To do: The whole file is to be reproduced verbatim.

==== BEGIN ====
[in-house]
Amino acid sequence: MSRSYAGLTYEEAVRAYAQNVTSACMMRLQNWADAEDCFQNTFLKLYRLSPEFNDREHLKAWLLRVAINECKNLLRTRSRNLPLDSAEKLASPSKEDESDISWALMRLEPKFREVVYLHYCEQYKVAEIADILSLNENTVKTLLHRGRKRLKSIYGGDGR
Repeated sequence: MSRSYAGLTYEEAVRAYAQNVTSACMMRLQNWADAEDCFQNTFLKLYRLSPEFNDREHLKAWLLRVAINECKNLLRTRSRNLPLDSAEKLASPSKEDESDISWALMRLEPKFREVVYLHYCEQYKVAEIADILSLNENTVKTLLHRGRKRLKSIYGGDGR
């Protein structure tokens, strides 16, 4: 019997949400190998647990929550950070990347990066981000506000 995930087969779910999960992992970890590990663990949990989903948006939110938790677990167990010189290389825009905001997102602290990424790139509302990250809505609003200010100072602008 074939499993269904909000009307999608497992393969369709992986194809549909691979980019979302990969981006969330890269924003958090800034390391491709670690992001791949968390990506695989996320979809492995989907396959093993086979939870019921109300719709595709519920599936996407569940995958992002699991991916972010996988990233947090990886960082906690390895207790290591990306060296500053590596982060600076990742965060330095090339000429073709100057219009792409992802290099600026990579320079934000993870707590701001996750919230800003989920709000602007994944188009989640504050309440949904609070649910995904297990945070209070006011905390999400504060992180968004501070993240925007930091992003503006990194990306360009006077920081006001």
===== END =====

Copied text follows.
[in-house]
Amino acid sequence: MSRSYAGLTYEEAVRAYAQNVTSACMMRLQNWADAEDCFQNTFLKLYRLSPEFNDREHLKAWLLRVAINECKNLLRTRSRNLPLDSAEKLASPSKEDESDISWALMRLEPKFREVVYLHYCEQYKVAEIADILSLNENTVKTLLHRGRKRLKSIYGGDGR
Repeated sequence: MSRSYAGLTYEEAVRAYAQNVTSACMMRLQNWADAEDCFQNTFLKLYRLSPEFNDREHLKAWLLRVAINECKNLLRTRSRNLPLDSAEKLASPSKEDESDISWALMRLEPKFREVVYLHYCEQYKVAEIADILSLNENTVKTLLHRGRKRLKSIYGGDGR
């Protein structure tokens, strides 16, 4: 019997949400190998647990929550950070990347990066981000506000 995930087969779910999960992992970890590990663990949990989903948006939110938790677990167990010189290389825009905001997102602290990424790139509302990250809505609003200010100072602008 074939499993269904909000009307999608497992393969369709992986194809549909691979980019979302990969981006969330890269924003958090800034390391491709670690992001791949968390990506695989996320979809492995989907396959093993086979939870019921109300719709595709519920599936996407569940995958992002699991991916972010996988990233947090990886960082906690390895207790290591990306060296500053590596982060600076990742965060330095090339000429073709100057219009792409992802290099600026990579320079934000993870707590701001996750919230800003989920709000602007994944188009989640504050309440949904609070649910995904297990945070209070006011905390999400504060992180968004501070993240925007930091992003503006990194990306360009006077920081006001």